If I become a U.S. taxable resident during the year, when does my residency begin?
In general, residency begins on the first physically present day in the U.S. during the year you meet the substantial presence test. There are exceptions for "nominal" days along with the closer connection exception, which can apply here. Remember that residency determines from what point you are taxable on your worldwide income, not when you are taxable.
Likewise, your residency is deemed to end on the last day that you are present in the U.S. within the year that you move from the United States. Problems can arise if you return back to the U.S. within a short period of time.
Can I elect to be treated as a taxable resident even if I do not meet any of the tests (in order to take advantage of special tax rates and laws not available to nonresidents)?
First Year Election
Sometimes it can be better to be treated as a resident than as a nonresident. There is an election available that allows a foreign national to be taxed as a resident in the initial year of a U.S. assignment even if one of the residency tests is not met for the year. To qualify, you would have to satisfy the following:
- Must have been a U.S. nonresident in the year immediately preceding the initial year.
- You must satisfy the substantial presence test in the year following the initial year.
- You must be present in the U.S. for at least 31 consecutive days in the initial year.
- During the initial year, you must be present in the U.S. for at least 75% of the days from the start of your 31 consecutive day period through the end of that year.
What if my home country considers me as a taxable resident at the same time the U.S. treats me as a taxable resident? Am I double taxed?
The general rules discussed above are based on the IRS Code. The United States has entered into numerous tax treaties with other countries. The purpose of these treaties is to prevent double taxation issues that may arise due to differences in the tax laws of the two countries. It is possible to be considered a resident, subject to tax in both countries. The treaties usually provide for 'tiebreaker' rules to override the IRS Code or the foreign home country tax laws. Most treaty provisions require the filing of certain documents, though, in order to take benefit of them.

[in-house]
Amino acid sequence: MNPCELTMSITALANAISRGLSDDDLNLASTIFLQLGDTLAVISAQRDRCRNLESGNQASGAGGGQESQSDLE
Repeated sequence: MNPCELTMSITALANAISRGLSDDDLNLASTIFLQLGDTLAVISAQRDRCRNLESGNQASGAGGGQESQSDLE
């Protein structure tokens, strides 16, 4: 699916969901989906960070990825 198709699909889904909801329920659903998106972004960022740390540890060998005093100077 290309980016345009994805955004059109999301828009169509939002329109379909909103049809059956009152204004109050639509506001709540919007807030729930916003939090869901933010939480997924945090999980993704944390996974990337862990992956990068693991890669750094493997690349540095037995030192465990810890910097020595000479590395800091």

I am on a short-term assignment from my home country and my employer pays for my rent and meals while I am working here in the U.S. Is any of this taxable?
The first thing you need to do is determine whether your assignment is considered "short-term" within the definition of U.S. law. An individual is treated as being on a short-term assignment in the U.S. if their tax home has not changed from their foreign location. If the intent of the assignment is to return to the original work location within one year, the assignment is considered a temporary assignment. This does not determine whether you are a resident or not. It just determines which types of payments are taxable.
The advantage of a temporary assignment is that the employer-provided benefits such as lodging, meals travel and certain other expenses are not considered taxable wages in the U.S. In this case, a resident or nonresident would not be taxed on these payments. On a long-term assignment (more than 12 months), these are typically taxed in addition to the wages.
What happens if I am a nonresident for part of the year and a resident for another part of the year?
It is possible to be taxed in one year as both a resident and a nonresident. If this is the case, a special filing is made on a single tax return, with certain forms required. During the residency period, you would be taxed on worldwide income. During the nonresidency period, you would be taxed only on effectively connected income (usually wages earned in the U.S., as noted earlier).
Can I be exempt or excluded from tax from the U.S. federal government but still be taxed by one of the States?
Yes. Please note quite a few of the 50 states of the U.S. do not follow some, or all, of the U.S. federal tax codes or recognize the Treaties between the U.S. and other countries. So, it is possible, and highly probable, you could be taxable for State purposes but may be exempt for federal.
In addition, other tax filing requirements, including estate and gift taxes, social security taxes, along with other filing forms, may be required regardless of your income tax residency determination.